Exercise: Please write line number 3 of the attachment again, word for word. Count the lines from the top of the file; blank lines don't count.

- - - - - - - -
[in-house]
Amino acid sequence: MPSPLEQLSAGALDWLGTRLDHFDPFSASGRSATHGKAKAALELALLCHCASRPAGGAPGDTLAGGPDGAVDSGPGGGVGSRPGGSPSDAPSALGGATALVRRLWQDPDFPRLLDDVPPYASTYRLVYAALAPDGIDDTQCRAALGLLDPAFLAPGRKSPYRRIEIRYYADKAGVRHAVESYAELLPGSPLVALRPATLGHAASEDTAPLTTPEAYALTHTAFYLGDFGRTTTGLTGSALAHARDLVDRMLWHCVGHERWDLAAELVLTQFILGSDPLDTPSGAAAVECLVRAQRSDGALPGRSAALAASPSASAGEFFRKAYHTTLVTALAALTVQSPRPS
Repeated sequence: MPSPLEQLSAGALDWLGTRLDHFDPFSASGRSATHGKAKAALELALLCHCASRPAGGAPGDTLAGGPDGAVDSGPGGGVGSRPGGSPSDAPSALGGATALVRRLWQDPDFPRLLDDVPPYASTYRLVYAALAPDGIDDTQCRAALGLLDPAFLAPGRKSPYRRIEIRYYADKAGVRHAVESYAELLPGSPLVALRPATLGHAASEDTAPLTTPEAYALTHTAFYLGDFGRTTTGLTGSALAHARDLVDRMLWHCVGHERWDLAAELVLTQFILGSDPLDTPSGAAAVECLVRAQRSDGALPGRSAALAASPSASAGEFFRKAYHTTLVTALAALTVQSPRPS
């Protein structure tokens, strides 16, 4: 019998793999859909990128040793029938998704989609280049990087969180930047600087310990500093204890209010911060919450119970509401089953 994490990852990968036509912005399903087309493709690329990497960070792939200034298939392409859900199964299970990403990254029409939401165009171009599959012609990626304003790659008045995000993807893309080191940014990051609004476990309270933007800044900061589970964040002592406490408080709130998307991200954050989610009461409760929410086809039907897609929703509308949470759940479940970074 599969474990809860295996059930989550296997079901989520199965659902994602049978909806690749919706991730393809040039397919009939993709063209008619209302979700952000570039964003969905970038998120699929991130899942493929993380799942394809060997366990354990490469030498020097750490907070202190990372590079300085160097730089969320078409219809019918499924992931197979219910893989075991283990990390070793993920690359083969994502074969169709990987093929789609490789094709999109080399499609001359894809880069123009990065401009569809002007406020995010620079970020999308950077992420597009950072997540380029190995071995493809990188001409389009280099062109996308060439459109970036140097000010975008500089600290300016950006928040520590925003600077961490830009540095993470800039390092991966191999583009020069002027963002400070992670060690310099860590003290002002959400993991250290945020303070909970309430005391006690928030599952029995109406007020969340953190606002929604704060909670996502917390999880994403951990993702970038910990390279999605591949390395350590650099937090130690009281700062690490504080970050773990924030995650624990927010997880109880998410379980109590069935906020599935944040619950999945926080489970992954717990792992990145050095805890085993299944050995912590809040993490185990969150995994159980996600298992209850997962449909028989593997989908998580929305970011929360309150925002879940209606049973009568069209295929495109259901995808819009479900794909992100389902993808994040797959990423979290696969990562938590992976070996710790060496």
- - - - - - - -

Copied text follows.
Repeated sequence: MPSPLEQLSAGALDWLGTRLDHFDPFSASGRSATHGKAKAALELALLCHCASRPAGGAPGDTLAGGPDGAVDSGPGGGVGSRPGGSPSDAPSALGGATALVRRLWQDPDFPRLLDDVPPYASTYRLVYAALAPDGIDDTQCRAALGLLDPAFLAPGRKSPYRRIEIRYYADKAGVRHAVESYAELLPGSPLVALRPATLGHAASEDTAPLTTPEAYALTHTAFYLGDFGRTTTGLTGSALAHARDLVDRMLWHCVGHERWDLAAELVLTQFILGSDPLDTPSGAAAVECLVRAQRSDGALPGRSAALAASPSASAGEFFRKAYHTTLVTALAALTVQSPRPS